The Corner

Re: Chris Cuomo Doesn’t Get How Religious Freedom Works

Andrew posted yesterday on Chris Cuomo of CNN’s tortured understanding of religious liberty. Cuomo also doesn’t get how analogies work.

Here’s the relevant exchange that Cuomo had with attorney Kellie Fiedorek, who was defending the right of a photographer to decline a gig at a same-sex wedding:

Fiedorek: There’s a big distinction in America that government should not force us to ever use our business, use our talents to go against what we fundamentally believe. . . . We would not force a Muslim to participate in a Koran-burning ceremony. We wouldn’t ask a black photographer and force them to go take a picture of a KKK event . . .

Cuomo: Counselor, tell me that you’re not analogizing burning a Koran or the KKK with gay marriage. Do you really see those things as the same thing?

No, Chris, she doesn’t. The whole point of an analogy is to compare situations that are not the same but where an underlying principle — in this case, free association — might equally apply. In fact, some of the best analogies are those that compare very different things, so that we can sharpen distinctions or correct our inconsistencies.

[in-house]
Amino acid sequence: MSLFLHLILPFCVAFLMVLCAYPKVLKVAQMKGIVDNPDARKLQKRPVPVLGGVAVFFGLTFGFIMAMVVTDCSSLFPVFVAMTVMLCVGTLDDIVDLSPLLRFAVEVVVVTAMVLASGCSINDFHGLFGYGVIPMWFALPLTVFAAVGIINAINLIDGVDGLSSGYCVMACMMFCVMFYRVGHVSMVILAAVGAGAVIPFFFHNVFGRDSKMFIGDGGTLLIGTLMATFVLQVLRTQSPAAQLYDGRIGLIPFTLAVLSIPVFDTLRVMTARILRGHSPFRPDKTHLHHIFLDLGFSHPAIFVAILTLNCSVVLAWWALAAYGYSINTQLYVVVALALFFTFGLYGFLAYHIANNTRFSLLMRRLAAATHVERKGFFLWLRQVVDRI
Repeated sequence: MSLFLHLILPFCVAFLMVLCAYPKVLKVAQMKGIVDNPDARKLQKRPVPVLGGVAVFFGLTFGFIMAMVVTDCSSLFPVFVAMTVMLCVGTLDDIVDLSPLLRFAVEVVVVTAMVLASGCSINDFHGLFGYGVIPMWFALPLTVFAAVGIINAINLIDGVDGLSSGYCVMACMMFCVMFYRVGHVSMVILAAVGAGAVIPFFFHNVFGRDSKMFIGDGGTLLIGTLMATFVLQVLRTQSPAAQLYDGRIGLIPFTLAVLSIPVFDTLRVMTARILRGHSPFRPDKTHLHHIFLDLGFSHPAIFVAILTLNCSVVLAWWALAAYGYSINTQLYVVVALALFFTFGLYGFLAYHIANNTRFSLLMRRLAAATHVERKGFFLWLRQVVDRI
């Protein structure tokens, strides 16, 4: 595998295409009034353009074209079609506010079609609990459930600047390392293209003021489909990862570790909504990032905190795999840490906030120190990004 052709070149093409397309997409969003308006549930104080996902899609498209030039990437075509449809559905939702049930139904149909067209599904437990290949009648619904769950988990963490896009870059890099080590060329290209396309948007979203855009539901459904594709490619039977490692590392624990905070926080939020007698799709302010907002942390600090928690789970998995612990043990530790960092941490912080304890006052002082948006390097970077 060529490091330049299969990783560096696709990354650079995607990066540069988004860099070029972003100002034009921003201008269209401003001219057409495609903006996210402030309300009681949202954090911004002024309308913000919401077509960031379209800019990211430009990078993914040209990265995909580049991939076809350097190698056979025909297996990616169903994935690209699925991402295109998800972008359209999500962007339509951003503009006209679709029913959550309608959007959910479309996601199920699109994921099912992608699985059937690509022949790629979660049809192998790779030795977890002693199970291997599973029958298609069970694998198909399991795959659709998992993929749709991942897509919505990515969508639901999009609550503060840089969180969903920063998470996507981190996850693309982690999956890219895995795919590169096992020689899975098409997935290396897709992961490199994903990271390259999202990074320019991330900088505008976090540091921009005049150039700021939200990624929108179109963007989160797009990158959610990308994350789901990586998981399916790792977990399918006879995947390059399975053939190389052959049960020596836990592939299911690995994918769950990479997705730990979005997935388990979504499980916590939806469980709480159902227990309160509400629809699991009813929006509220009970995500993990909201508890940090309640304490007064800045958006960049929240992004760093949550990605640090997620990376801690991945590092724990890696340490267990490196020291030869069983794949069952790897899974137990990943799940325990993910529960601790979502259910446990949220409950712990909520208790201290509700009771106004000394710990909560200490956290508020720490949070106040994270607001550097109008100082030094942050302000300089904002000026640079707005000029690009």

Irrational responses to analogies are everywhere in politics, of course — when people are asked to explain why a general principle should apply to X but not to Y, their reaction is often to express shock and disdain that anyone would even mention X and Y in the same sentence. It’s a way to avoid thinking and analysis.

Maybe this was just a heat-of-the-moment slip-up by a news anchor intent on asking tough questions. But when such an anti-intellectual response has become commonplace, it suggests a deeper problem: Many journalists are simply uninterested in being consistent about general principles (such as religious liberty and free association). To them, same-sex marriage = good, and people who oppose same-sex marriage = bad. That’s as deep as their thinking appears to go.

Jason Richwine — Jason Richwine is a public-policy analyst and a contributor to National Review Online.

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